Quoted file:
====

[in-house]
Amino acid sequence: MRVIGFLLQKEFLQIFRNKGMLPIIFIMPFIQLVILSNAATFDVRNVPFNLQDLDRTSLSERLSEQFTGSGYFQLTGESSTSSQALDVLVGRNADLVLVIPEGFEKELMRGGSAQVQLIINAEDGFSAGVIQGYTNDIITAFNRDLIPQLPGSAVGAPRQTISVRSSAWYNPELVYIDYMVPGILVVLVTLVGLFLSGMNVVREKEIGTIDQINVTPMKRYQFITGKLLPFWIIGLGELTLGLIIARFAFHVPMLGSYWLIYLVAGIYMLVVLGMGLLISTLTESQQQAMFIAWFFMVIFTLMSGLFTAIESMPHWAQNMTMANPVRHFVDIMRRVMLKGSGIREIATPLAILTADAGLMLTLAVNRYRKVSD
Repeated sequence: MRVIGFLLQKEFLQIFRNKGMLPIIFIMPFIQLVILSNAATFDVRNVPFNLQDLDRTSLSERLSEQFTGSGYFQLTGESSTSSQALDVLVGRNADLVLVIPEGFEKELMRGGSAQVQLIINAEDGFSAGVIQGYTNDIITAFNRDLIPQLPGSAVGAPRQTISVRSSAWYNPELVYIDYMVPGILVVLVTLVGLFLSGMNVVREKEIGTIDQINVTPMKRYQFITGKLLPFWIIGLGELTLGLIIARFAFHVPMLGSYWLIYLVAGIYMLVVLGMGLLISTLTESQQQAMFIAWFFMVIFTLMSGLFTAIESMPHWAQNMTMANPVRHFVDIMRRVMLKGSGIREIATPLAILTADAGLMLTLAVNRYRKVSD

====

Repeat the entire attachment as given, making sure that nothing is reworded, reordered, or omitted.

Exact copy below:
[in-house]
Amino acid sequence: MRVIGFLLQKEFLQIFRNKGMLPIIFIMPFIQLVILSNAATFDVRNVPFNLQDLDRTSLSERLSEQFTGSGYFQLTGESSTSSQALDVLVGRNADLVLVIPEGFEKELMRGGSAQVQLIINAEDGFSAGVIQGYTNDIITAFNRDLIPQLPGSAVGAPRQTISVRSSAWYNPELVYIDYMVPGILVVLVTLVGLFLSGMNVVREKEIGTIDQINVTPMKRYQFITGKLLPFWIIGLGELTLGLIIARFAFHVPMLGSYWLIYLVAGIYMLVVLGMGLLISTLTESQQQAMFIAWFFMVIFTLMSGLFTAIESMPHWAQNMTMANPVRHFVDIMRRVMLKGSGIREIATPLAILTADAGLMLTLAVNRYRKVSD
Repeated sequence: MRVIGFLLQKEFLQIFRNKGMLPIIFIMPFIQLVILSNAATFDVRNVPFNLQDLDRTSLSERLSEQFTGSGYFQLTGESSTSSQALDVLVGRNADLVLVIPEGFEKELMRGGSAQVQLIINAEDGFSAGVIQGYTNDIITAFNRDLIPQLPGSAVGAPRQTISVRSSAWYNPELVYIDYMVPGILVVLVTLVGLFLSGMNVVREKEIGTIDQINVTPMKRYQFITGKLLPFWIIGLGELTLGLIIARFAFHVPMLGSYWLIYLVAGIYMLVVLGMGLLISTLTESQQQAMFIAWFFMVIFTLMSGLFTAIESMPHWAQNMTMANPVRHFVDIMRRVMLKGSGIREIATPLAILTADAGLMLTLAVNRYRKVSD